“Why can’t I get a job in tech???”

The Question

I get this question a lot from people just starting out in this industry, more so now with the rise of coding bootcamps and the glorification of being a developer, our infatuation with startups and entrepreneurism, and the rise of nerd culture. It seems there are more aspiring developers than ever before, which is good because there’s a global shortage in software engineers that seems to be growing. Unfortunately, companies are still having trouble filling their software engineering roles because everybody wants to hire the best software engineers, but the best software engineers only want to work for the best companies. This could be the topic of a future post, but you see the dilemma.

Here’s an anonymized question I just received in my LinkedIn inbox:

“Hey Karim,

My name is Percy and I was hoping to get some advice on the first steps in this industry. I am a full stack developer but I am having a heck of a time landing a job because I have not accumulated enough experience. What steps could I take to overcome this hurdle?

Thanks, Percy”

My Story

Before I dole out my advice, I think it might be helpful to hear my story so you know where I’m coming from.

After having been in this business (software) since 2004, I’m now considered a veteran. I’m a senior software engineer and I’ve been managing teams of engineers since 2011. I literally have multiple recruiters reach out to me every day trying to sell me on some new job opportunity.

But it wasn’t always like this; it took a lot of work.

I graduated from UCSB in 2003 with a computer science degree, but I never did any internships over the Summer like the smart kids. I worked at the beach, as an ocean lifeguard, and went surfing every day. I didn’t build anything cool in my spare time like I should have. I just worked out and partied … or wait, maybe that was worth it. I did have a lot of fun …

Anyway, my point is that (besides earning a CS degree) I was woefully unprepared for the job market. The unfortunate reality is that a CS degree just doesn’t prepare for the real world of professional software development. I went on dozens of interviews for software engineering positions and got rejected again and again. Interestingly, the place I usually failed was in the interview. Nobody ever coached me on how to pass a software engineering interview. For those of you haven’t experienced it; it’s brutal. You have to get up in front of your interviewers and solve puzzles or write code on a whiteboard. You basically have to prove you’re smart enough to work at X company. This process has evolved slightly in the past 10 years, but it is still a stressful endeavor and I still get nervous at interviews. Heck, I even get a little nervous interviewing people.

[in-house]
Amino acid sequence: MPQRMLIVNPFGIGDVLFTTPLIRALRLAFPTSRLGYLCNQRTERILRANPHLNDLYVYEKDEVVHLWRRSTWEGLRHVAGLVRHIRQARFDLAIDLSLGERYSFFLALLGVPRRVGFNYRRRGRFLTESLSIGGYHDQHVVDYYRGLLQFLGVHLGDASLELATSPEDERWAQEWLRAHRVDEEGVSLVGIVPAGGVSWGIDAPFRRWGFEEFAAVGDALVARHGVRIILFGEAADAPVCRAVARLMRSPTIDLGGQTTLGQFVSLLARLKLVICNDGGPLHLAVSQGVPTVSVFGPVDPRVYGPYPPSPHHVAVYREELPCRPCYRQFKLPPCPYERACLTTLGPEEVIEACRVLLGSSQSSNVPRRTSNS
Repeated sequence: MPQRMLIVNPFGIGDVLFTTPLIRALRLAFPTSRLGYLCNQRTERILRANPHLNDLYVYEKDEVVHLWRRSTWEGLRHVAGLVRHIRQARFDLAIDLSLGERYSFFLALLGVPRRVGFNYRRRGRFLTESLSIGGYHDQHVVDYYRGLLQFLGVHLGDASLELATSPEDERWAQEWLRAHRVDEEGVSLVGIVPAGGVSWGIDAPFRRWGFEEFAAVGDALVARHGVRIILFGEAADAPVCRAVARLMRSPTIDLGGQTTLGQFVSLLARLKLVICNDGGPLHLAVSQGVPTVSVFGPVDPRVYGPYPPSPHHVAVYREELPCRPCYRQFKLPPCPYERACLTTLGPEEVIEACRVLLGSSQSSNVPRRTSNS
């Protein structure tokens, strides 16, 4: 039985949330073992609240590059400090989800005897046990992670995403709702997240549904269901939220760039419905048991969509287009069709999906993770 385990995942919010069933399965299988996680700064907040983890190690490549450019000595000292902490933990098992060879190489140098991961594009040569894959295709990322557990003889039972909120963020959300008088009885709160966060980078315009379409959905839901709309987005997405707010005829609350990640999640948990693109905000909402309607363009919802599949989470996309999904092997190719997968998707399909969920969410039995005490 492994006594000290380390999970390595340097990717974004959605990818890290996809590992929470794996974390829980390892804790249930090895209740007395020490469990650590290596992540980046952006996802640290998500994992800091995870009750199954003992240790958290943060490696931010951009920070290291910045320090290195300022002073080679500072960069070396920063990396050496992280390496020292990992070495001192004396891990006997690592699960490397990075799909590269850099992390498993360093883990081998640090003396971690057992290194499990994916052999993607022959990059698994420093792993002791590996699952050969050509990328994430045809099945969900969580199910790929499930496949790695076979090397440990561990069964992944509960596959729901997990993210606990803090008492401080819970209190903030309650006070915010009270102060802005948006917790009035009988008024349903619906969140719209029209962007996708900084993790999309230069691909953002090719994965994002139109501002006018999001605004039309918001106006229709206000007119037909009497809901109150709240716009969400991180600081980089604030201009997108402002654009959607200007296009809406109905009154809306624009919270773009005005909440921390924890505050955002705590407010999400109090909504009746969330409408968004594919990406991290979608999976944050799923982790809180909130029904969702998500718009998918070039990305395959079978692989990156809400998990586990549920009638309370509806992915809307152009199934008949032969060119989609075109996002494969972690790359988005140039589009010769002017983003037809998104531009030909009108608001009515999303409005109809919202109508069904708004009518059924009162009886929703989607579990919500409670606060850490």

Through all those failures, however, I never gave up. Instead I tried to learn something from every failed interview, and I started building websites … first for myself, and then for friends, and then I decided I’d start a web dev shop, and I built a website for that, and then took on more clients. They never paid very much, and some I did for free … but I was building shit, and I was learning.

Eventually, I landed my first job in tech, working for Electronic Arts as a Language Integration Technician. My job was to take assets in foreign languages, put them into video games at various stages, play through them, and make sure everything looked and felt okay. It was basically a glorified QA job.


The Answer

Here’s my (abridged) answer to Percy and future devs who are struggling in this market: